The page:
Why does Latin American interculturalism oppose multiculturalism?
Dr Alexandra Avena Koenigsberger (Independent Researcher)
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In the recent years one of the strongest critiques against multiculturalism has come from the interculturalist perspective, which, in broad terms, it views multiculturalism as a theory that has not been able to offer solutions for the recognition and accommodation of cultural minorities in diverse societies. By blaming it for creating fragmentation and parallel societies, rather than social cohesion and intercultural dialogue, they suggest that we should abandon multiculturalism and adopt interculturalism as a theory for managing cultural diversity. In the literature, the debate has focused on two different versions of Interculturalism: the Quebecois and the European. Although they have many important differences, these versions share a rejection towards multiculturalism. There is, however, a third version of interculturalism which, although it also rejects multiculturalism, it does it for different reasons. This is the Latin American version of interculturalism. In this seminar, Alexandra will present the main features of Latin American Interculturalism as well as its main critiques against multiculturalism. While doing so she will analyse whether there is a real confrontation between both, and if there is a possibility of reconciling these theories.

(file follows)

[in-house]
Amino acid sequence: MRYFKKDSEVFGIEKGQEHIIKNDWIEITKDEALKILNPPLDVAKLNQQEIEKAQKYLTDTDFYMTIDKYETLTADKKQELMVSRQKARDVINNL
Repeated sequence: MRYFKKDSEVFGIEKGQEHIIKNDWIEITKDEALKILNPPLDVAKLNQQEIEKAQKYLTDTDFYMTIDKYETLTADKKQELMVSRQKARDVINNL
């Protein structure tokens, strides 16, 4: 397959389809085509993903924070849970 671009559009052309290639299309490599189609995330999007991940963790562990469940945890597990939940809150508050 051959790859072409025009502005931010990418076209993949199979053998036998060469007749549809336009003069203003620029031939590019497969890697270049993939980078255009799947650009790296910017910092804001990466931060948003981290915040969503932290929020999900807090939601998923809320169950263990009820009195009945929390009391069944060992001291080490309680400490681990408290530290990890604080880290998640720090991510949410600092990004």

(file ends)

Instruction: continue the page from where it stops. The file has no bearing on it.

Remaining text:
Alexandra obtained her law degree in the National Autonomous University of México, and her PhD at the Universidad Pompeu Fabra in Barcelona. In her PhD dissertation she analyzed whether multiculturalism is an adequate framework for achieving ethnocultural justice in the Latin American region, with a special focus on Mexico. She currently works as a Judicial Clerk at the Electoral Court in México, where she specializes in the political rights of women, indigenous peoples, and other minority groups.
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